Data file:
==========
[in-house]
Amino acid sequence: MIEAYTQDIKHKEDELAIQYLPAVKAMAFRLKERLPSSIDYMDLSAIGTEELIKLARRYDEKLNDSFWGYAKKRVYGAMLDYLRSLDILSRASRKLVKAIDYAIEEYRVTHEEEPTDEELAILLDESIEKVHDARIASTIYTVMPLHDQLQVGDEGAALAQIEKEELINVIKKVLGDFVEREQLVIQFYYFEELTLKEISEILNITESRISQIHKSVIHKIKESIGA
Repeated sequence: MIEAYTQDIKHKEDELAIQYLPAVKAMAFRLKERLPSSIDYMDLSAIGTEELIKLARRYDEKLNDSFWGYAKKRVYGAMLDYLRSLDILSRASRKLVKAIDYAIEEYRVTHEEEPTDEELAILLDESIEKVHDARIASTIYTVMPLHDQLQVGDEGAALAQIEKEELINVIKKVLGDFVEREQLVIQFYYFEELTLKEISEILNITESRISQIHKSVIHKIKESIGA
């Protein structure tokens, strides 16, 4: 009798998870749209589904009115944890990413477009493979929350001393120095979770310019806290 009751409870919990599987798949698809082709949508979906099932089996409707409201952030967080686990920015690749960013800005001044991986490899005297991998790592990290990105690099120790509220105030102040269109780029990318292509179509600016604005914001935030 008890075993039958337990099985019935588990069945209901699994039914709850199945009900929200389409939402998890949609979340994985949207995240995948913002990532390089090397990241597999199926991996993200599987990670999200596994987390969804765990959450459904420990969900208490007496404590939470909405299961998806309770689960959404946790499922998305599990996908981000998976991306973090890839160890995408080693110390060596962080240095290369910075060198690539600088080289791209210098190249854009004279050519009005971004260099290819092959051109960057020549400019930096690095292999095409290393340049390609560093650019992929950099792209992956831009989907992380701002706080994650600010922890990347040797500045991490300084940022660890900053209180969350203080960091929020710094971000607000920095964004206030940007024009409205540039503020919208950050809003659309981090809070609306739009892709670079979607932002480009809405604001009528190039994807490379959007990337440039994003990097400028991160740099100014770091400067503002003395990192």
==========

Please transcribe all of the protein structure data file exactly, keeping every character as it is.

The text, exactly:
[in-house]
Amino acid sequence: MIEAYTQDIKHKEDELAIQYLPAVKAMAFRLKERLPSSIDYMDLSAIGTEELIKLARRYDEKLNDSFWGYAKKRVYGAMLDYLRSLDILSRASRKLVKAIDYAIEEYRVTHEEEPTDEELAILLDESIEKVHDARIASTIYTVMPLHDQLQVGDEGAALAQIEKEELINVIKKVLGDFVEREQLVIQFYYFEELTLKEISEILNITESRISQIHKSVIHKIKESIGA
Repeated sequence: MIEAYTQDIKHKEDELAIQYLPAVKAMAFRLKERLPSSIDYMDLSAIGTEELIKLARRYDEKLNDSFWGYAKKRVYGAMLDYLRSLDILSRASRKLVKAIDYAIEEYRVTHEEEPTDEELAILLDESIEKVHDARIASTIYTVMPLHDQLQVGDEGAALAQIEKEELINVIKKVLGDFVEREQLVIQFYYFEELTLKEISEILNITESRISQIHKSVIHKIKESIGA
């Protein structure tokens, strides 16, 4: 009798998870749209589904009115944890990413477009493979929350001393120095979770310019806290 009751409870919990599987798949698809082709949508979906099932089996409707409201952030967080686990920015690749960013800005001044991986490899005297991998790592990290990105690099120790509220105030102040269109780029990318292509179509600016604005914001935030 008890075993039958337990099985019935588990069945209901699994039914709850199945009900929200389409939402998890949609979340994985949207995240995948913002990532390089090397990241597999199926991996993200599987990670999200596994987390969804765990959450459904420990969900208490007496404590939470909405299961998806309770689960959404946790499922998305599990996908981000998976991306973090890839160890995408080693110390060596962080240095290369910075060198690539600088080289791209210098190249854009004279050519009005971004260099290819092959051109960057020549400019930096690095292999095409290393340049390609560093650019992929950099792209992956831009989907992380701002706080994650600010922890990347040797500045991490300084940022660890900053209180969350203080960091929020710094971000607000920095964004206030940007024009409205540039503020919208950050809003659309981090809070609306739009892709670079979607932002480009809405604001009528190039994807490379959007990337440039994003990097400028991160740099100014770091400067503002003395990192």